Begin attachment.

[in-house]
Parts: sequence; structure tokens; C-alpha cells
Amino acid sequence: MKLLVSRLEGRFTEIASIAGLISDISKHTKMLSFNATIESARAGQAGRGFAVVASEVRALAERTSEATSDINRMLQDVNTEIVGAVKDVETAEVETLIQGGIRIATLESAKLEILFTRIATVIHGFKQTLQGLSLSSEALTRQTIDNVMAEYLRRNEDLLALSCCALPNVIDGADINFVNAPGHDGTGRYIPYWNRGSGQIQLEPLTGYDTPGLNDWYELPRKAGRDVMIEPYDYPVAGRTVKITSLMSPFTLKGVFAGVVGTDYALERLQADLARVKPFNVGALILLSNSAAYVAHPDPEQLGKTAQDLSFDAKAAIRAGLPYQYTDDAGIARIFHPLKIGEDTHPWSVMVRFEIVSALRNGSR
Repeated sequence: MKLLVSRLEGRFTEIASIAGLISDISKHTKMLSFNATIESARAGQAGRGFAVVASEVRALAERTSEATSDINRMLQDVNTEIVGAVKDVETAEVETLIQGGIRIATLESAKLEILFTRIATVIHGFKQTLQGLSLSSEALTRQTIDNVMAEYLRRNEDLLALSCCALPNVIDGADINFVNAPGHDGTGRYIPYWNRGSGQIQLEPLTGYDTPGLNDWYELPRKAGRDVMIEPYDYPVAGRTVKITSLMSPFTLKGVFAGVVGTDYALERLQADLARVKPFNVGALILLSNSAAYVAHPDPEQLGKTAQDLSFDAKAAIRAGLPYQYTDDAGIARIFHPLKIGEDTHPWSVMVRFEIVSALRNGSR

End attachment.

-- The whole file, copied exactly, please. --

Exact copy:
[in-house]
Parts: sequence; structure tokens; C-alpha cells
Amino acid sequence: MKLLVSRLEGRFTEIASIAGLISDISKHTKMLSFNATIESARAGQAGRGFAVVASEVRALAERTSEATSDINRMLQDVNTEIVGAVKDVETAEVETLIQGGIRIATLESAKLEILFTRIATVIHGFKQTLQGLSLSSEALTRQTIDNVMAEYLRRNEDLLALSCCALPNVIDGADINFVNAPGHDGTGRYIPYWNRGSGQIQLEPLTGYDTPGLNDWYELPRKAGRDVMIEPYDYPVAGRTVKITSLMSPFTLKGVFAGVVGTDYALERLQADLARVKPFNVGALILLSNSAAYVAHPDPEQLGKTAQDLSFDAKAAIRAGLPYQYTDDAGIARIFHPLKIGEDTHPWSVMVRFEIVSALRNGSR
Repeated sequence: MKLLVSRLEGRFTEIASIAGLISDISKHTKMLSFNATIESARAGQAGRGFAVVASEVRALAERTSEATSDINRMLQDVNTEIVGAVKDVETAEVETLIQGGIRIATLESAKLEILFTRIATVIHGFKQTLQGLSLSSEALTRQTIDNVMAEYLRRNEDLLALSCCALPNVIDGADINFVNAPGHDGTGRYIPYWNRGSGQIQLEPLTGYDTPGLNDWYELPRKAGRDVMIEPYDYPVAGRTVKITSLMSPFTLKGVFAGVVGTDYALERLQADLARVKPFNVGALILLSNSAAYVAHPDPEQLGKTAQDLSFDAKAAIRAGLPYQYTDDAGIARIFHPLKIGEDTHPWSVMVRFEIVSALRNGSR